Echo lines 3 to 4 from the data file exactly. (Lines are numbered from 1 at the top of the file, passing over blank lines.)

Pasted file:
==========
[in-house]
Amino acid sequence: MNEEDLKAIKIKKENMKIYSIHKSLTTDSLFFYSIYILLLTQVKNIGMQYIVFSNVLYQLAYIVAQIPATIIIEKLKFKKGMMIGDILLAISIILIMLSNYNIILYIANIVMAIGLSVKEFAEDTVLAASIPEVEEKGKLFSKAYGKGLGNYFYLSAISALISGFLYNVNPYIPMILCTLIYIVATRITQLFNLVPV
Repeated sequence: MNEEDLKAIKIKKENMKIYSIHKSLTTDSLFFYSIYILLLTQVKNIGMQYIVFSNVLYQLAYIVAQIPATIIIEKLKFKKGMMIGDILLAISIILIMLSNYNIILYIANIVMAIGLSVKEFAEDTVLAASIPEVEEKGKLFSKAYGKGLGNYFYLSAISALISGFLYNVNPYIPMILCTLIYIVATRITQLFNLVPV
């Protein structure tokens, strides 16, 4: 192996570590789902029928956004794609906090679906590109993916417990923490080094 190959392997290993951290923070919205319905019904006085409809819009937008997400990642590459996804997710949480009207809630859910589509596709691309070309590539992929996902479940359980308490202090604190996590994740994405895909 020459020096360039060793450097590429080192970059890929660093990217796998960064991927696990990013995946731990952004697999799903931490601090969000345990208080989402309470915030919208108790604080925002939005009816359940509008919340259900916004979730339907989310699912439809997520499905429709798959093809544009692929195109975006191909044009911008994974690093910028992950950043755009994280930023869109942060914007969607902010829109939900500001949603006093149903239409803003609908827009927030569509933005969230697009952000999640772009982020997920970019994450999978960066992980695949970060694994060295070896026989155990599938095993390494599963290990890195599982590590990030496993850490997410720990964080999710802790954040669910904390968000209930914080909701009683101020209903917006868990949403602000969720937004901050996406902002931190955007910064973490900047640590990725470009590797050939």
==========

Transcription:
Repeated sequence: MNEEDLKAIKIKKENMKIYSIHKSLTTDSLFFYSIYILLLTQVKNIGMQYIVFSNVLYQLAYIVAQIPATIIIEKLKFKKGMMIGDILLAISIILIMLSNYNIILYIANIVMAIGLSVKEFAEDTVLAASIPEVEEKGKLFSKAYGKGLGNYFYLSAISALISGFLYNVNPYIPMILCTLIYIVATRITQLFNLVPV
């Protein structure tokens, strides 16, 4: 192996570590789902029928956004794609906090679906590109993916417990923490080094 190959392997290993951290923070919205319905019904006085409809819009937008997400990642590459996804997710949480009207809630859910589509596709691309070309590539992929996902479940359980308490202090604190996590994740994405895909 020459020096360039060793450097590429080192970059890929660093990217796998960064991927696990990013995946731990952004697999799903931490601090969000345990208080989402309470915030919208108790604080925002939005009816359940509008919340259900916004979730339907989310699912439809997520499905429709798959093809544009692929195109975006191909044009911008994974690093910028992950950043755009994280930023869109942060914007969607902010829109939900500001949603006093149903239409803003609908827009927030569509933005969230697009952000999640772009982020997920970019994450999978960066992980695949970060694994060295070896026989155990599938095993390494599963290990890195599982590590990030496993850490997410720990964080999710802790954040669910904390968000209930914080909701009683101020209903917006868990949403602000969720937004901050996406902002931190955007910064973490900047640590990725470009590797050939």